John W. Dill, PA, a Winter Park-based lawyer, is representing a group of owners of popular Orlando bars in a lawsuit filed against Governor Ron DeSantis and Halsey Beshears, secretary of the Florida Department of Business and Professional Regulation (DBPR), on July 10. The suit is in response to Emergency Order 2020-09, which states that any establishments that make more than 50 percent of their gross revenue from alcohol sales are no longer permitted to serve on property.
The Plaintiffs claim the Order is in violation of their constitutional rights to equal protection and due process on the basis that restaurants that contain bars are still permitted to serve alcohol on premises as long as alcohol sales account for less than half their revenue. According to an announcement released by Dill, the Plaintiffs do not understand why revenue contribution should determine which establishments are barred from vital business operations. The filing parties are the owners of Aero, Cahoots, Latitudes, Chillers, Clandestino, Ember, The Hanson Building, Irish Shannon’s, North, and The Patio.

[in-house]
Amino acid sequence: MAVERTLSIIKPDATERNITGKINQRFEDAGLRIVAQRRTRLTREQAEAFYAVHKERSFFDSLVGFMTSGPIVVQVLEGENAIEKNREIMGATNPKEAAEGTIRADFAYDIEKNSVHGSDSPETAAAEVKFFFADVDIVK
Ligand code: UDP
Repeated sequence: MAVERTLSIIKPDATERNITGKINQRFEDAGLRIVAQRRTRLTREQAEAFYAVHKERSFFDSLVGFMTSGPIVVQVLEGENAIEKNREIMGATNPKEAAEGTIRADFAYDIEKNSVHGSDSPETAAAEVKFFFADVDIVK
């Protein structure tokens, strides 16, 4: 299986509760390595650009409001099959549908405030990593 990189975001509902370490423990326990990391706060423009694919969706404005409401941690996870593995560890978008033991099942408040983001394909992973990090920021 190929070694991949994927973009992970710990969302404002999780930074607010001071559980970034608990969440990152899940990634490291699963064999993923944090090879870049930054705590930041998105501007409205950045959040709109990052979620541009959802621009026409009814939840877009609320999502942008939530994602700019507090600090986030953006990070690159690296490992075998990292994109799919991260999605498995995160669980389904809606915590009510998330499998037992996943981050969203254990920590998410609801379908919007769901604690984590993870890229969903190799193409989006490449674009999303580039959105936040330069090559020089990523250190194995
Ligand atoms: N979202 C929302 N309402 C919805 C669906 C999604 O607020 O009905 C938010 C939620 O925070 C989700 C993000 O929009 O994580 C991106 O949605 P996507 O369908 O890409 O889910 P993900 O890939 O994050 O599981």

Beshears cited bars’ noncompliance to COVID-19 guidelines in the order, however, Dill’s clients claim to have engaged in strict application of said guidelines. “My clients have complied with all safety mandates and have exceeded the guidelines set forth by the government and CDC,” Dill said. “Instead of penalizing violators of the guidelines, Governor DeSantis has thrown the baby out with the bathwater and prevented law-abiding citizens from making a living.”
Rather than filing for monetary damages to help continue paying their employees, the Plaintiffs are suing for a temporary injunction that will prevent enforcement of the order as well as a declaratory judgement that the order is unconstitutional. They are arguing that their businesses will suffer greatly from this order and possibly not be able to recover.
If it is decided during the hearing that the order is not to be enforced allowing the bars to reopen, the filing parties ensure that they will continue to follow local and state-mandated guidelines to help slow the spread of COVID-19 to the best of their ability. “My clients are in favor of reducing the spread of COVID-19, but can’t understand why serving a certain amount of food is the deciding factor on who can stay open and who cannot,” Dill said.
A date and time have not yet been announced for a hearing.
the32789 reached out to the governor’s office for comment and did not receive a response. Upon contacting the DBPR, its Office of Communications shared that the Department does not comment on pending litigation.